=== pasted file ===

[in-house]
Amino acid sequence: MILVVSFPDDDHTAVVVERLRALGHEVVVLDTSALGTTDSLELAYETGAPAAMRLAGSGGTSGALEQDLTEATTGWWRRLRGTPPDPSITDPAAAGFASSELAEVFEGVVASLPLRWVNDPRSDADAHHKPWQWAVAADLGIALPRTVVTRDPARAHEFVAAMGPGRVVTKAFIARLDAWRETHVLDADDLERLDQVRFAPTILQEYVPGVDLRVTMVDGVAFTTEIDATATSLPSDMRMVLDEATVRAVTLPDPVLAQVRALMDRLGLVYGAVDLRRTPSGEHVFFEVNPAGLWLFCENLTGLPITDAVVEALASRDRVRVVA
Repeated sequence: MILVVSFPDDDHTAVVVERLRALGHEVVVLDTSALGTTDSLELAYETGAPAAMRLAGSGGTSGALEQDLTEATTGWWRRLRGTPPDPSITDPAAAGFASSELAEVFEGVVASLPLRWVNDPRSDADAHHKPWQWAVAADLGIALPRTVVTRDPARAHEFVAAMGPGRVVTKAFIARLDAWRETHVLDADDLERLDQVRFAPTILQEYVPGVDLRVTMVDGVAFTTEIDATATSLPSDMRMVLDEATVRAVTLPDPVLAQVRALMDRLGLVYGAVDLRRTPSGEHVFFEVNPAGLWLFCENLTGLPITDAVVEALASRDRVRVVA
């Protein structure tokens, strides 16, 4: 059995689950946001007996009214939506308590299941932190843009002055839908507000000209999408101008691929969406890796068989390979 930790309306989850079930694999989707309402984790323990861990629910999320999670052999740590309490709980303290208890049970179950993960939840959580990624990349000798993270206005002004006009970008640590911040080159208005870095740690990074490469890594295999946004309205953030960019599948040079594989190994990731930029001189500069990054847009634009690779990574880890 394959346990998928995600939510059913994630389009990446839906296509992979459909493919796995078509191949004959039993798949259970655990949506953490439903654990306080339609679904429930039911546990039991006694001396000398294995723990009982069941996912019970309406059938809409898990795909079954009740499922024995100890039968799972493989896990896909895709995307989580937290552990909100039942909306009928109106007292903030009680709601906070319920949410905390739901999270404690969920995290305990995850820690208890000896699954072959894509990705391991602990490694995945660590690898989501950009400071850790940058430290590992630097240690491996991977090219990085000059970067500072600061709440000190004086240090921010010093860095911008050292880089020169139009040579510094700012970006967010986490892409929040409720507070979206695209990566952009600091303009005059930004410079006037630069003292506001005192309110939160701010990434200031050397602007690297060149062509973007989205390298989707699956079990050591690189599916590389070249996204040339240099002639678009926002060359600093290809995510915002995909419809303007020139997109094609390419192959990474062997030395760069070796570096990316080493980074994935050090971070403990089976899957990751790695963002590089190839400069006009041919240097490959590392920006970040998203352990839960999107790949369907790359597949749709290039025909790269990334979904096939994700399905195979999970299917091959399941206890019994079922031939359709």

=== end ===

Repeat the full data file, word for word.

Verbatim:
[in-house]
Amino acid sequence: MILVVSFPDDDHTAVVVERLRALGHEVVVLDTSALGTTDSLELAYETGAPAAMRLAGSGGTSGALEQDLTEATTGWWRRLRGTPPDPSITDPAAAGFASSELAEVFEGVVASLPLRWVNDPRSDADAHHKPWQWAVAADLGIALPRTVVTRDPARAHEFVAAMGPGRVVTKAFIARLDAWRETHVLDADDLERLDQVRFAPTILQEYVPGVDLRVTMVDGVAFTTEIDATATSLPSDMRMVLDEATVRAVTLPDPVLAQVRALMDRLGLVYGAVDLRRTPSGEHVFFEVNPAGLWLFCENLTGLPITDAVVEALASRDRVRVVA
Repeated sequence: MILVVSFPDDDHTAVVVERLRALGHEVVVLDTSALGTTDSLELAYETGAPAAMRLAGSGGTSGALEQDLTEATTGWWRRLRGTPPDPSITDPAAAGFASSELAEVFEGVVASLPLRWVNDPRSDADAHHKPWQWAVAADLGIALPRTVVTRDPARAHEFVAAMGPGRVVTKAFIARLDAWRETHVLDADDLERLDQVRFAPTILQEYVPGVDLRVTMVDGVAFTTEIDATATSLPSDMRMVLDEATVRAVTLPDPVLAQVRALMDRLGLVYGAVDLRRTPSGEHVFFEVNPAGLWLFCENLTGLPITDAVVEALASRDRVRVVA
């Protein structure tokens, strides 16, 4: 059995689950946001007996009214939506308590299941932190843009002055839908507000000209999408101008691929969406890796068989390979 930790309306989850079930694999989707309402984790323990861990629910999320999670052999740590309490709980303290208890049970179950993960939840959580990624990349000798993270206005002004006009970008640590911040080159208005870095740690990074490469890594295999946004309205953030960019599948040079594989190994990731930029001189500069990054847009634009690779990574880890 394959346990998928995600939510059913994630389009990446839906296509992979459909493919796995078509191949004959039993798949259970655990949506953490439903654990306080339609679904429930039911546990039991006694001396000398294995723990009982069941996912019970309406059938809409898990795909079954009740499922024995100890039968799972493989896990896909895709995307989580937290552990909100039942909306009928109106007292903030009680709601906070319920949410905390739901999270404690969920995290305990995850820690208890000896699954072959894509990705391991602990490694995945660590690898989501950009400071850790940058430290590992630097240690491996991977090219990085000059970067500072600061709440000190004086240090921010010093860095911008050292880089020169139009040579510094700012970006967010986490892409929040409720507070979206695209990566952009600091303009005059930004410079006037630069003292506001005192309110939160701010990434200031050397602007690297060149062509973007989205390298989707699956079990050591690189599916590389070249996204040339240099002639678009926002060359600093290809995510915002995909419809303007020139997109094609390419192959990474062997030395760069070796570096990316080493980074994935050090971070403990089976899957990751790695963002590089190839400069006009041919240097490959590392920006970040998203352990839960999107790949369907790359597949749709290039025909790269990334979904096939994700399905195979999970299917091959399941206890019994079922031939359709």